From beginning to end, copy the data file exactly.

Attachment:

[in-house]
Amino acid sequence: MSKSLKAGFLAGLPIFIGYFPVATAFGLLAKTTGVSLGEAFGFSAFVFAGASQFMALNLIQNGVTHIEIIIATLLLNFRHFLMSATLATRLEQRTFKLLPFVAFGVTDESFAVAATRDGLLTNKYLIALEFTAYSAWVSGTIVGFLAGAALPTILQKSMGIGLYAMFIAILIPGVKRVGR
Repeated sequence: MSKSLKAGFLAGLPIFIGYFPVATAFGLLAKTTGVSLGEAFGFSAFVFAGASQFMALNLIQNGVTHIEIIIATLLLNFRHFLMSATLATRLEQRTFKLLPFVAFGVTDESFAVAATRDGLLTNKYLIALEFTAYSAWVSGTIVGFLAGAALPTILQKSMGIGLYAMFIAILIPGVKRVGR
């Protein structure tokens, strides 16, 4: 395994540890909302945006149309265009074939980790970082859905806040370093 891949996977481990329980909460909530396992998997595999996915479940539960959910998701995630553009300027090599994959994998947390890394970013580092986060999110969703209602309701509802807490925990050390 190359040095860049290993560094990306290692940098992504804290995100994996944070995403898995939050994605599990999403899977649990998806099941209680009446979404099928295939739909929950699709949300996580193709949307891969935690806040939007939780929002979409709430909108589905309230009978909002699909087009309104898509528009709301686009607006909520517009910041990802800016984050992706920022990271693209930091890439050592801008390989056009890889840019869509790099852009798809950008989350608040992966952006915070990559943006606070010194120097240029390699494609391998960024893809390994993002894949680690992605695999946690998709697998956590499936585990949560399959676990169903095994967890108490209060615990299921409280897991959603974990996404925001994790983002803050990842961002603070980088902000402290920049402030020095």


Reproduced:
[in-house]
Amino acid sequence: MSKSLKAGFLAGLPIFIGYFPVATAFGLLAKTTGVSLGEAFGFSAFVFAGASQFMALNLIQNGVTHIEIIIATLLLNFRHFLMSATLATRLEQRTFKLLPFVAFGVTDESFAVAATRDGLLTNKYLIALEFTAYSAWVSGTIVGFLAGAALPTILQKSMGIGLYAMFIAILIPGVKRVGR
Repeated sequence: MSKSLKAGFLAGLPIFIGYFPVATAFGLLAKTTGVSLGEAFGFSAFVFAGASQFMALNLIQNGVTHIEIIIATLLLNFRHFLMSATLATRLEQRTFKLLPFVAFGVTDESFAVAATRDGLLTNKYLIALEFTAYSAWVSGTIVGFLAGAALPTILQKSMGIGLYAMFIAILIPGVKRVGR
């Protein structure tokens, strides 16, 4: 395994540890909302945006149309265009074939980790970082859905806040370093 891949996977481990329980909460909530396992998997595999996915479940539960959910998701995630553009300027090599994959994998947390890394970013580092986060999110969703209602309701509802807490925990050390 190359040095860049290993560094990306290692940098992504804290995100994996944070995403898995939050994605599990999403899977649990998806099941209680009446979404099928295939739909929950699709949300996580193709949307891969935690806040939007939780929002979409709430909108589905309230009978909002699909087009309104898509528009709301686009607006909520517009910041990802800016984050992706920022990271693209930091890439050592801008390989056009890889840019869509790099852009798809950008989350608040992966952006915070990559943006606070010194120097240029390699494609391998960024893809390994993002894949680690992605695999946690998709697998956590499936585990949560399959676990169903095994967890108490209060615990299921409280897991959603974990996404925001994790983002803050990842961002603070980088902000402290920049402030020095």